Particularly concerning were parishioners who were leaving not only our parish, but were leaving the Catholic faith. On the occasion that I had the opportunity to speak with people who were making this transition, I heard things like: “I’m not being fed here.” or “I’m not getting anything out of the Mass.” Such comments tend to betray a skewed perspective on why we are members of the church and why we attend Mass in the first place.
Over the years, I have noticed that the crowds that attend Mass on Ash Wednesday rival any other day of the year, including Easter and Christmas. This tells us there is something attractive about being called to renew our relationship with God, about the penitential nature of the day and season that is fundamentally about conversion.
In recent months, I’ve been prayerfully asking: “What kind of church is God calling us to be today?” I believe that much of the answer lies in the papacy of Pope Francis. As Saint Francis himself was called to “renew my church,” I believe we are being called to a renewal in our time by this pope. I’m all in!
During November our liturgical celebrations draw attention to the culmination of our earthly pilgrimage to the kingdom of heaven. We do well to ponder regularly the source of our life in God, the reason for our being expressed in God’s will, and our destination as eternity with God.
Many of our cultural challenges today will be solved only with a proper understanding of the human person. Christian anthropology is an appreciation of the truth that God creates every human person.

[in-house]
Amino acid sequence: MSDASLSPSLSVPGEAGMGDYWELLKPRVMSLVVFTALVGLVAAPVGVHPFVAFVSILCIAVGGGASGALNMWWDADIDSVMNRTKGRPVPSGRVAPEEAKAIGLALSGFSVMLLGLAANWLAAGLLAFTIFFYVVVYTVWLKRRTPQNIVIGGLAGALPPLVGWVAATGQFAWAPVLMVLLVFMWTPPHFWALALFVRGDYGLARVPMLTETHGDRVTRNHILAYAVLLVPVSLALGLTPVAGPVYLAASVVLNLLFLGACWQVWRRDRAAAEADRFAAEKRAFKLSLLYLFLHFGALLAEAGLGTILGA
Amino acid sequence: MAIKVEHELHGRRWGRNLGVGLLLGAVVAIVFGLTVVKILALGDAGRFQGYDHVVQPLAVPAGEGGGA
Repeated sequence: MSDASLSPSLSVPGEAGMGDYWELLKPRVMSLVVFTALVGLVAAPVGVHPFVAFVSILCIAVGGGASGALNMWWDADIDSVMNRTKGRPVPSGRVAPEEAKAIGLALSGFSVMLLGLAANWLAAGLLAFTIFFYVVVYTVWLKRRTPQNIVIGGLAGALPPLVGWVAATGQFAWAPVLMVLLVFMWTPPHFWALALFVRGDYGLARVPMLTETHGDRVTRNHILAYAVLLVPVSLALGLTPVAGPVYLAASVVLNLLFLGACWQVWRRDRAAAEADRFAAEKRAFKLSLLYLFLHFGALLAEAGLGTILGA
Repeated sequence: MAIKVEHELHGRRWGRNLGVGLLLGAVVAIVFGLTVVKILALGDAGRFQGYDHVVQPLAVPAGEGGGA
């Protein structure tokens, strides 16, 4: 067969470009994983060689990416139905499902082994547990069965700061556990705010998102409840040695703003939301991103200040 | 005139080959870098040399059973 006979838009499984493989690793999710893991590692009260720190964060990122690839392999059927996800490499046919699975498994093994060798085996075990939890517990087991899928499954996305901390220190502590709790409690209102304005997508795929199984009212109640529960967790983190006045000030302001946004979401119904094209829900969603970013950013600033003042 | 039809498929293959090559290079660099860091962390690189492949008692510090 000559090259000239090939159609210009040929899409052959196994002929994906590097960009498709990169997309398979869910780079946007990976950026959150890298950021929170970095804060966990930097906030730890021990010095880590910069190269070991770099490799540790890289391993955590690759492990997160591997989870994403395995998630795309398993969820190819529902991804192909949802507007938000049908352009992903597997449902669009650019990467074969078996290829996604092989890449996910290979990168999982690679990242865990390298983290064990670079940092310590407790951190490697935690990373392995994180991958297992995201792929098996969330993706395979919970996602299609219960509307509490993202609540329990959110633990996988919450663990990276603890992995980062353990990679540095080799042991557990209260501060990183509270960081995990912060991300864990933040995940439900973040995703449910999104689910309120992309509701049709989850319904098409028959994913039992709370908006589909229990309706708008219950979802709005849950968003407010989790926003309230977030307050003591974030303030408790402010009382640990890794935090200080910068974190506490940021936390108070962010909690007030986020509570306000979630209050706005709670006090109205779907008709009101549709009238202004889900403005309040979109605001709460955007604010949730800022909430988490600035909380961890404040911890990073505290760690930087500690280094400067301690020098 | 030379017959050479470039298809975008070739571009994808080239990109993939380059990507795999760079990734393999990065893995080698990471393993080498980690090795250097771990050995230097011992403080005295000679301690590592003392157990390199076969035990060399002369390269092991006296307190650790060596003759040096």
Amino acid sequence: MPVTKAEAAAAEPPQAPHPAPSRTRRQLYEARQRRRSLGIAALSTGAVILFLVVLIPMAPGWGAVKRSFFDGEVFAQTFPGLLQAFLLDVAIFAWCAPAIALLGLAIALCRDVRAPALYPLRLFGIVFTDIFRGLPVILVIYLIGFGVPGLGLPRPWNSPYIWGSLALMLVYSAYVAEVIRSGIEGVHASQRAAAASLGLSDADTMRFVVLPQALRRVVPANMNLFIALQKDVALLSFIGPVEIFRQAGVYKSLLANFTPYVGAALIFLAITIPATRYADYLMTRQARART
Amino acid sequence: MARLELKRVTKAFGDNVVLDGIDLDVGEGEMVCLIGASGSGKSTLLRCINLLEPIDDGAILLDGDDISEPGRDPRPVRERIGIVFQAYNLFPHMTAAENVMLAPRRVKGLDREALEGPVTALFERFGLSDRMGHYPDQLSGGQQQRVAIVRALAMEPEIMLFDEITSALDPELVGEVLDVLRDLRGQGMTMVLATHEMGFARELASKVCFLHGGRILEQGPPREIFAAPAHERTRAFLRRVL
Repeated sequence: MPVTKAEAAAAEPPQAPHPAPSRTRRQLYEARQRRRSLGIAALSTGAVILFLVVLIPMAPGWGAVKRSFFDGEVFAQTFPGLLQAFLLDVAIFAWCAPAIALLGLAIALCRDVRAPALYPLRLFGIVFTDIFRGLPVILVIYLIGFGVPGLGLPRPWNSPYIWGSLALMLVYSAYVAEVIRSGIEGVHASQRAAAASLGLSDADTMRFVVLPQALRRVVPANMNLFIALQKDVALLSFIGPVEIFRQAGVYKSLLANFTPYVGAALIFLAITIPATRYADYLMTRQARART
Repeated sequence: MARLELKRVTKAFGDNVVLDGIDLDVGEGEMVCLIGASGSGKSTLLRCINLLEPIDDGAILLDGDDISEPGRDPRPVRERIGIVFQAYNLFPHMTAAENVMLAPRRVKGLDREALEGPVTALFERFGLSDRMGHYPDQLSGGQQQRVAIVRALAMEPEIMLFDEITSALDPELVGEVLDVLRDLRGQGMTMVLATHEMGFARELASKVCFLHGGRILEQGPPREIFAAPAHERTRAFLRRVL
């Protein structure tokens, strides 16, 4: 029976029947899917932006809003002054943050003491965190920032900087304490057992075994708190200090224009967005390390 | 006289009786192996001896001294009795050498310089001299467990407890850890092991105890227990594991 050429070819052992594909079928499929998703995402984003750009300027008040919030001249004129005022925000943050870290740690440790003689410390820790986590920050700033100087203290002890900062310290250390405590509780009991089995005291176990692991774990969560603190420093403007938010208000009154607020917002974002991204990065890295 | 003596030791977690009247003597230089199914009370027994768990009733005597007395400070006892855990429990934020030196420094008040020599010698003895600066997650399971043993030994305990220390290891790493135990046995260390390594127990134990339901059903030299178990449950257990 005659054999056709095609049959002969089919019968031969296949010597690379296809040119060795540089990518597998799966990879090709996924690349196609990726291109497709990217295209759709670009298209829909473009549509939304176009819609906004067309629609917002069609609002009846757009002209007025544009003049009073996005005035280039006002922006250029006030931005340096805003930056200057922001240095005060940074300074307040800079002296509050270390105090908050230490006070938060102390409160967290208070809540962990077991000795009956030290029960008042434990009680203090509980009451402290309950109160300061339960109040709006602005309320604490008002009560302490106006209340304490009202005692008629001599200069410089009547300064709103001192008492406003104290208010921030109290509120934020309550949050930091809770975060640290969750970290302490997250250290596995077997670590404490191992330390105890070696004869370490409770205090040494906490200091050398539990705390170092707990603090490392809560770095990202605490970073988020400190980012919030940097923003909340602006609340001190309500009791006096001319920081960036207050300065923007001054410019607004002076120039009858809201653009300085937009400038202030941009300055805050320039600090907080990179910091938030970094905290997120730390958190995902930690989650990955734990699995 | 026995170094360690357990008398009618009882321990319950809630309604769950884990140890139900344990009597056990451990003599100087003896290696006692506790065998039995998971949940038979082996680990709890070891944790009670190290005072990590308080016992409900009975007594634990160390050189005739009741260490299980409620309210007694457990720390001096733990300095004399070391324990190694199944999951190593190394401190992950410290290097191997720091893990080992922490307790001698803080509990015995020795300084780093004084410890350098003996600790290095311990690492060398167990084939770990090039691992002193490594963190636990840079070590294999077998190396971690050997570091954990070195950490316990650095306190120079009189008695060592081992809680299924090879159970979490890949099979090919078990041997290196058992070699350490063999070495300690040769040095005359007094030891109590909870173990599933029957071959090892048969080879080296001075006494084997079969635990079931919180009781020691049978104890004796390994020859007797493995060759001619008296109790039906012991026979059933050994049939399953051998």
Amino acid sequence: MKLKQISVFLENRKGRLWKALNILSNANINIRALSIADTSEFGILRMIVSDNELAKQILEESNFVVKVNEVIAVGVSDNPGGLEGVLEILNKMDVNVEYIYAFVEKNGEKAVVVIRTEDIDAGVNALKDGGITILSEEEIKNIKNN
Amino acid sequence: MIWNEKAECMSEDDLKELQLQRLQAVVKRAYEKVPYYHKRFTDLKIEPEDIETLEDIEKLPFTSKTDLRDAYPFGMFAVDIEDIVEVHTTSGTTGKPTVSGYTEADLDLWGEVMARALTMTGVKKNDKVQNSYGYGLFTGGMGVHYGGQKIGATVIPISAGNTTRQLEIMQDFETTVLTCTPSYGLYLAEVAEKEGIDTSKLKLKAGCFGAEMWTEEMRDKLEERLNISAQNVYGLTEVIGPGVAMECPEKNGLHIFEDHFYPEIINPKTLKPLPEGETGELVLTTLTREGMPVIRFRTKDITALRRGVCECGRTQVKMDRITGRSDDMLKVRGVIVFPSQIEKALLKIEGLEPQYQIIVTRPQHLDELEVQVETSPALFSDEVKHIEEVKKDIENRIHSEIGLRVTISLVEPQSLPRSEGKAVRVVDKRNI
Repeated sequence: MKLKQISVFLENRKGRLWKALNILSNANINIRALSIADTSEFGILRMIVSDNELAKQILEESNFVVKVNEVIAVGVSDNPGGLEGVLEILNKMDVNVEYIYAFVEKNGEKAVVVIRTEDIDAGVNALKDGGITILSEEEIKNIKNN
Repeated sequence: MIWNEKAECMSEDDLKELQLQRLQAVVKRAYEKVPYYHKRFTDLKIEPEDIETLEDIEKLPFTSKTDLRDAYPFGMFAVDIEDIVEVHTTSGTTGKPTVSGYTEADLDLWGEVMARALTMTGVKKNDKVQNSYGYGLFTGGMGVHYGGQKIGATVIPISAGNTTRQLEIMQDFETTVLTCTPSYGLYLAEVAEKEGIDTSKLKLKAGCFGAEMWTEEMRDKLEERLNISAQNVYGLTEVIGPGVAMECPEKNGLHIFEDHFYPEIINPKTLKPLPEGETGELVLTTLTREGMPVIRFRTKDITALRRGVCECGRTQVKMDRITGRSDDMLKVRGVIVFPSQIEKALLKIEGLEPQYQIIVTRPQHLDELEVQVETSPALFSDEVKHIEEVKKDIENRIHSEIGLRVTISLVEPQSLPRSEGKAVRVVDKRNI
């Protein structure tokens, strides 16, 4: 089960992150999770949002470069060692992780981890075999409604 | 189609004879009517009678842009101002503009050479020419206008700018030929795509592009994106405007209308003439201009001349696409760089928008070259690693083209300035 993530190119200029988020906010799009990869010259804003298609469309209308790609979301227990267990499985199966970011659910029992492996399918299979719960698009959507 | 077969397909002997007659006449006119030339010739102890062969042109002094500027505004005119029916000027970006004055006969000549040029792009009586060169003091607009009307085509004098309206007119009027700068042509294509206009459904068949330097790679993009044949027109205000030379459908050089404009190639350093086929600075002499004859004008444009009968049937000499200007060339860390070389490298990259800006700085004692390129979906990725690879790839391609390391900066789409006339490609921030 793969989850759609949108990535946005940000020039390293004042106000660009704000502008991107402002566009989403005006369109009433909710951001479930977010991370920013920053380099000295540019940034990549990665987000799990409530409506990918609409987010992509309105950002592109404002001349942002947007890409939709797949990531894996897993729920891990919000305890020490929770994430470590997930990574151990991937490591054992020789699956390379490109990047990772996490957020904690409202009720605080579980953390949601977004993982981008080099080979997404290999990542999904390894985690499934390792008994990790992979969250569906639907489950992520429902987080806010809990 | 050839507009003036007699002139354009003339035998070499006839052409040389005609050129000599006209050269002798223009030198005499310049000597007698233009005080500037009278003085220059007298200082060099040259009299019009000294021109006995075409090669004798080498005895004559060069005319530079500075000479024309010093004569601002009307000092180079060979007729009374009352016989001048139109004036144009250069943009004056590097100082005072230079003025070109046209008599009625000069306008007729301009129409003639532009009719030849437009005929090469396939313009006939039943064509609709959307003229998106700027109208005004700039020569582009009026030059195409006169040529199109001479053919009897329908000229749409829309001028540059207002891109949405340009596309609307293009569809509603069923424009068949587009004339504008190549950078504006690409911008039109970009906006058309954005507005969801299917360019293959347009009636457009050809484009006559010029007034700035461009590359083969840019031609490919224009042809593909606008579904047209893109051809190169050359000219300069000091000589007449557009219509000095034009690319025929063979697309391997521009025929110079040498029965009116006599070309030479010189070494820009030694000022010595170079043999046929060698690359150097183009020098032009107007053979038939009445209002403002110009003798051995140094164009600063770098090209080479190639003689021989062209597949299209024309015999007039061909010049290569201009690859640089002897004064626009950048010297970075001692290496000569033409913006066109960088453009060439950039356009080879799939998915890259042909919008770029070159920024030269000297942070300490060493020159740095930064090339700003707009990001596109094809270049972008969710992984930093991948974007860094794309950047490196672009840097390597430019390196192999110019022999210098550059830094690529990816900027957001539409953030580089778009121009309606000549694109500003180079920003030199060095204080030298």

In the homily today, our Holy Father, Pope Francis, spoke of the importance of ‘confessing faith in Christ’, of persecution and prayer. I have prayed during this week’s pilgrimage that we will all better witness to Christ – confessing him to the world around us by the lives we lead, our values, priorities, virtue and charity.
My dear family, as I write this month’s column, I am in Indianapolis for the U.S. Conference of Catholic Bishops’ June assembly. Much will have transpired between now and the publication of the July Catholic Anchor. This “in between time” is the topic of my reflection, because it very much involves all of you.
During the month of June, we will conclude another Easter Season with the celebration of Pentecost, followed by some major solemnities (feast days). These are Holy Trinity, Corpus Christi (the Body & Blood of the Lord), the Sacred Heart of Jesus, the Nativity of Saint John the Baptist, and Saints Peter and Paul. That is quite a line-up for any month of the year!